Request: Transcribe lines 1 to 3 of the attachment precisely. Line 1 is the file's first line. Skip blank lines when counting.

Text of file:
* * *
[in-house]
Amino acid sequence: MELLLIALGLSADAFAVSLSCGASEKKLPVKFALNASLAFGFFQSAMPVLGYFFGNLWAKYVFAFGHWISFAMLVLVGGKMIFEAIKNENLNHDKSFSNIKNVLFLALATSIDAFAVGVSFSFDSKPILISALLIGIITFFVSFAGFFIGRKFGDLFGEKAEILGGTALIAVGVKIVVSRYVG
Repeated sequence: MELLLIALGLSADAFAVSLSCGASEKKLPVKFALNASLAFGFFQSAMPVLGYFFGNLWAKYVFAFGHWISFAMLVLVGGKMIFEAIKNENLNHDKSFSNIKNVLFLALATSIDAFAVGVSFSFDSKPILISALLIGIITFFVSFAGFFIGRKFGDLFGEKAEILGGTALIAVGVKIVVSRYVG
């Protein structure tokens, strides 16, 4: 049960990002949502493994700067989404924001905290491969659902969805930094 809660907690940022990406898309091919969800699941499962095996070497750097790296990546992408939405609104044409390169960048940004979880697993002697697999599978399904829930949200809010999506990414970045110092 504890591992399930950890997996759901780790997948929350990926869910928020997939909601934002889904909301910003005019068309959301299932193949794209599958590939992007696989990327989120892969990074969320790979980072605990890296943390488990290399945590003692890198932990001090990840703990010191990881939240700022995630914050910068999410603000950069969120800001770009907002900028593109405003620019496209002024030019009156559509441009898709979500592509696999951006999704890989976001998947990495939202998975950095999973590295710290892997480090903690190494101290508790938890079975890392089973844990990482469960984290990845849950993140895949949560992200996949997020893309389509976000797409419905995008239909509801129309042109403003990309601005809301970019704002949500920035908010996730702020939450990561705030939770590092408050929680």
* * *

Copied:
[in-house]
Amino acid sequence: MELLLIALGLSADAFAVSLSCGASEKKLPVKFALNASLAFGFFQSAMPVLGYFFGNLWAKYVFAFGHWISFAMLVLVGGKMIFEAIKNENLNHDKSFSNIKNVLFLALATSIDAFAVGVSFSFDSKPILISALLIGIITFFVSFAGFFIGRKFGDLFGEKAEILGGTALIAVGVKIVVSRYVG
Repeated sequence: MELLLIALGLSADAFAVSLSCGASEKKLPVKFALNASLAFGFFQSAMPVLGYFFGNLWAKYVFAFGHWISFAMLVLVGGKMIFEAIKNENLNHDKSFSNIKNVLFLALATSIDAFAVGVSFSFDSKPILISALLIGIITFFVSFAGFFIGRKFGDLFGEKAEILGGTALIAVGVKIVVSRYVG